An insight into Pratisandhi, a new born organisation fighting long born stigmas around sex
A Google search of the Sanskrit word pratisandhi would tell you that it means ‘a search’. It has several other meanings and sophisticated connotations but in terms of social relevance in this city, Pratisandhi is an active organisation promoting sex education amongst student and the usual prude masses that constitute our Indian society.
The basic virtue driving their work can be better understood through their Instagram bio which reads, ‘Promoting dialogue about issues surrounding sexual health and education in India.’. Recruiting several school and college students as a part of their educational force, it conducts donation drives, awareness events such as open mics, and workshops for different age groups. They educate the masses on several basics of the sex ed which should have been very much a part of our school syllabi, like safe and unsafe touch, general sexual hygiene, and consent.
Tracing back its story, Pratisandhi was founded back in March of the previous year, as an online project to help spread sexual awareness. As the organisation’s social media spokesperson tells us, ‘It helped in discussing things that youngsters often questioned but didn’t have an outlet to find accurate answers to.’ The effort was the brainchild of Niyati Sharma and her gynaecologist mother.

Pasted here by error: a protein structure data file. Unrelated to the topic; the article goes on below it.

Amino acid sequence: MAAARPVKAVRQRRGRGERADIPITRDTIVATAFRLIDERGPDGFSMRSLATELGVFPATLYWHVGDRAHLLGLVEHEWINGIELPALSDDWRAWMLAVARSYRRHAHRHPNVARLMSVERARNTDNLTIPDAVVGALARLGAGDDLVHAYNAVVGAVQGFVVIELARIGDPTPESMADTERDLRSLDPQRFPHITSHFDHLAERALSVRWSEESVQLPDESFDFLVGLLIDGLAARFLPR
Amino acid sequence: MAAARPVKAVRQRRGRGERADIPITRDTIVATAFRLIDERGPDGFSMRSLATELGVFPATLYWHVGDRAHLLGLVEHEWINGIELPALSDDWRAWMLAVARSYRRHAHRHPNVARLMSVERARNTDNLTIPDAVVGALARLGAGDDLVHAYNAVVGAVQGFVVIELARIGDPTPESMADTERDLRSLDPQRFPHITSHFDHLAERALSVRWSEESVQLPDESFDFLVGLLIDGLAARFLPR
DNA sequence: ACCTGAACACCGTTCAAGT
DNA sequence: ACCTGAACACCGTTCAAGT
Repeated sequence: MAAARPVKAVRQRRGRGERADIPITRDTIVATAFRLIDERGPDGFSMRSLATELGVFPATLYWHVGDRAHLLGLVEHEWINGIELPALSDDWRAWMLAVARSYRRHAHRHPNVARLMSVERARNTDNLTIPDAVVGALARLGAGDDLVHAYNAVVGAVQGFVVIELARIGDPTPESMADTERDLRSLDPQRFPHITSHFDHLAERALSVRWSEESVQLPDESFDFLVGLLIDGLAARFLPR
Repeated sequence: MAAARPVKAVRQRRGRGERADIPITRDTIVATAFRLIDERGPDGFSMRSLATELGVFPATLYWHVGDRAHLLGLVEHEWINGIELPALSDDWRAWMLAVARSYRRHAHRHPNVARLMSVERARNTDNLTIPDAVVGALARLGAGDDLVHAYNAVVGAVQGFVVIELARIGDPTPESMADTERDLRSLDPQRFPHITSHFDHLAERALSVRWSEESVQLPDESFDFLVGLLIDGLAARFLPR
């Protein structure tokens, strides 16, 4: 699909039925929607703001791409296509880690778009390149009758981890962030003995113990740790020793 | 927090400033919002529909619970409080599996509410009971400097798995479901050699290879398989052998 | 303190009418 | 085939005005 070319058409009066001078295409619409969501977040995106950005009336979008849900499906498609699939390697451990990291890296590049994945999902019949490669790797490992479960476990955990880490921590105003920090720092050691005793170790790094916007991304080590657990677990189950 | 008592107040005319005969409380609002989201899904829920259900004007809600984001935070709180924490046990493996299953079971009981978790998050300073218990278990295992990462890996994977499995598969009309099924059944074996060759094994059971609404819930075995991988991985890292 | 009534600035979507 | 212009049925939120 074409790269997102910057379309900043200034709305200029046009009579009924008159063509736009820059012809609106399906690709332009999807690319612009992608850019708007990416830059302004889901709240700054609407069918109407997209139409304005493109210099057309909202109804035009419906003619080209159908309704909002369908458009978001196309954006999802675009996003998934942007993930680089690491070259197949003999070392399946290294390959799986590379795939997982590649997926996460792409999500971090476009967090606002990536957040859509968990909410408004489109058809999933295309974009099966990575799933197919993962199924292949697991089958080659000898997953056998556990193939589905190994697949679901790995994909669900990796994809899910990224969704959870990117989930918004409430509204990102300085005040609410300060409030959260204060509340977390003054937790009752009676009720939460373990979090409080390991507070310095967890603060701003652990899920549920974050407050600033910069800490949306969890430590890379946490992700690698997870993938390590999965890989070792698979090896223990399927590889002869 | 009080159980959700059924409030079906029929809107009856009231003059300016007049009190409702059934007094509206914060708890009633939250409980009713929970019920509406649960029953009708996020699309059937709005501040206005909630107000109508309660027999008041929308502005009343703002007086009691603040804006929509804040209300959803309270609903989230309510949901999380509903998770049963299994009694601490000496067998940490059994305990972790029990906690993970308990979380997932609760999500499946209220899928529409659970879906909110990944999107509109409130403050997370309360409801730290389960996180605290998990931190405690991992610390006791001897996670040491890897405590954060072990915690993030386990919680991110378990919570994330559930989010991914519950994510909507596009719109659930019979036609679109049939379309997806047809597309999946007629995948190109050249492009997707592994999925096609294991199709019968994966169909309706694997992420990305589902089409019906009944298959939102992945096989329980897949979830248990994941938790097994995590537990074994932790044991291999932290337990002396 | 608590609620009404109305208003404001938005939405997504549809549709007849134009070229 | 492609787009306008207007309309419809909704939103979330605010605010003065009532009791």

However, with the passage of time, Pratisandhi quickly grew as an on-ground project so as to make such information more viable to people who don’t always have the luxury of questioning what they’re taught. A trip through their social media accounts can show you how Pratisandhi has constantly been on the move of teaching the commandments of sex-ed to children in small schools.
It’s a fresh change to see youngsters involved in such projects as talking and educating about sex should come out in the open instead of being limited to shushed, awkward whispers. Currently, Niyati is involved in designing a curriculum on sexual education which can hopefully be introduced in Indian schools.
It’ll still take time to move over the so-called awkwardness of sex but if organisations like Pratisandhi will keep on working to normalise sex, then the fire of optimism will still burn for the future generations. The hope is still there that we pop the cherry of conservative communities and in that process, devirginise them!
Feature Image Credits – Pratisndhi
Feature Image Caption – Pehchaan, one of the several school workshops organised by Pratisandhi
Shaurya Singh Thapa